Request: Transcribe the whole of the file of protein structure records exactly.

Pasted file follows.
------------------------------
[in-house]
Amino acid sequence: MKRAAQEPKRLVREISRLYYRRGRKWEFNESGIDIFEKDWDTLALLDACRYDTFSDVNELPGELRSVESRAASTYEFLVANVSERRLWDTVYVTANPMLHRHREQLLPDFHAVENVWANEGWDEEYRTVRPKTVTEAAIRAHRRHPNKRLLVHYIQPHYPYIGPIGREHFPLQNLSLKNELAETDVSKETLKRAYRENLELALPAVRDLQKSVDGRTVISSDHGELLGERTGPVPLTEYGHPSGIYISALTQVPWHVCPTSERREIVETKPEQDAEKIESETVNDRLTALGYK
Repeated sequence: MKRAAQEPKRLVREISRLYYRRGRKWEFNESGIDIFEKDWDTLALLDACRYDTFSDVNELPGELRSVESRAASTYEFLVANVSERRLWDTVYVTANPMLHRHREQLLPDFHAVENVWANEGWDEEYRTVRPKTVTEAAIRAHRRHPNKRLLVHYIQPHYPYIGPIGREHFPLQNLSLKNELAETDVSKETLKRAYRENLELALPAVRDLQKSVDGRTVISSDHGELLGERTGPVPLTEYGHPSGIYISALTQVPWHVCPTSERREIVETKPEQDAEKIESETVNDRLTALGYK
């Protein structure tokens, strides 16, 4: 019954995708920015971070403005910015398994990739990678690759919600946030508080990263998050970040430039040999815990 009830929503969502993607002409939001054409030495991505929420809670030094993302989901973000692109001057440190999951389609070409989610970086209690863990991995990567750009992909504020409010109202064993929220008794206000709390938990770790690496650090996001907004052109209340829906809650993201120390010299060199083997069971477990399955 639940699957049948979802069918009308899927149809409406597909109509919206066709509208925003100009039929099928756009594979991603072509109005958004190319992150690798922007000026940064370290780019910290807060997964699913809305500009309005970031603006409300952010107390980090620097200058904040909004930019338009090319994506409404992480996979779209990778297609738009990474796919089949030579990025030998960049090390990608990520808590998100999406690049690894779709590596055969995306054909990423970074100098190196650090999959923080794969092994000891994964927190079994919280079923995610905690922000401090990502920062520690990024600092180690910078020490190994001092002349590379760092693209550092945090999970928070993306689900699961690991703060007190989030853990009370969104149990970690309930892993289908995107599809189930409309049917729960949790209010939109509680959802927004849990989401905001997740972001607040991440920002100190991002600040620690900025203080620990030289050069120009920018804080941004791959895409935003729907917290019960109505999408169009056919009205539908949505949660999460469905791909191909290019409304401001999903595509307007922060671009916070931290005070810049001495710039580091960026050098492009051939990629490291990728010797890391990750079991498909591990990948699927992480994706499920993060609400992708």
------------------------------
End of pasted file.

[in-house]
Amino acid sequence: MKRAAQEPKRLVREISRLYYRRGRKWEFNESGIDIFEKDWDTLALLDACRYDTFSDVNELPGELRSVESRAASTYEFLVANVSERRLWDTVYVTANPMLHRHREQLLPDFHAVENVWANEGWDEEYRTVRPKTVTEAAIRAHRRHPNKRLLVHYIQPHYPYIGPIGREHFPLQNLSLKNELAETDVSKETLKRAYRENLELALPAVRDLQKSVDGRTVISSDHGELLGERTGPVPLTEYGHPSGIYISALTQVPWHVCPTSERREIVETKPEQDAEKIESETVNDRLTALGYK
Repeated sequence: MKRAAQEPKRLVREISRLYYRRGRKWEFNESGIDIFEKDWDTLALLDACRYDTFSDVNELPGELRSVESRAASTYEFLVANVSERRLWDTVYVTANPMLHRHREQLLPDFHAVENVWANEGWDEEYRTVRPKTVTEAAIRAHRRHPNKRLLVHYIQPHYPYIGPIGREHFPLQNLSLKNELAETDVSKETLKRAYRENLELALPAVRDLQKSVDGRTVISSDHGELLGERTGPVPLTEYGHPSGIYISALTQVPWHVCPTSERREIVETKPEQDAEKIESETVNDRLTALGYK
């Protein structure tokens, strides 16, 4: 019954995708920015971070403005910015398994990739990678690759919600946030508080990263998050970040430039040999815990 009830929503969502993607002409939001054409030495991505929420809670030094993302989901973000692109001057440190999951389609070409989610970086209690863990991995990567750009992909504020409010109202064993929220008794206000709390938990770790690496650090996001907004052109209340829906809650993201120390010299060199083997069971477990399955 639940699957049948979802069918009308899927149809409406597909109509919206066709509208925003100009039929099928756009594979991603072509109005958004190319992150690798922007000026940064370290780019910290807060997964699913809305500009309005970031603006409300952010107390980090620097200058904040909004930019338009090319994506409404992480996979779209990778297609738009990474796919089949030579990025030998960049090390990608990520808590998100999406690049690894779709590596055969995306054909990423970074100098190196650090999959923080794969092994000891994964927190079994919280079923995610905690922000401090990502920062520690990024600092180690910078020490190994001092002349590379760092693209550092945090999970928070993306689900699961690991703060007190989030853990009370969104149990970690309930892993289908995107599809189930409309049917729960949790209010939109509680959802927004849990989401905001997740972001607040991440920002100190991002600040620690900025203080620990030289050069120009920018804080941004791959895409935003729907917290019960109505999408169009056919009205539908949505949660999460469905791909191909290019409304401001999903595509307007922060671009916070931290005070810049001495710039580091960026050098492009051939990629490291990728010797890391990750079991498909591990990948699927992480994706499920993060609400992708």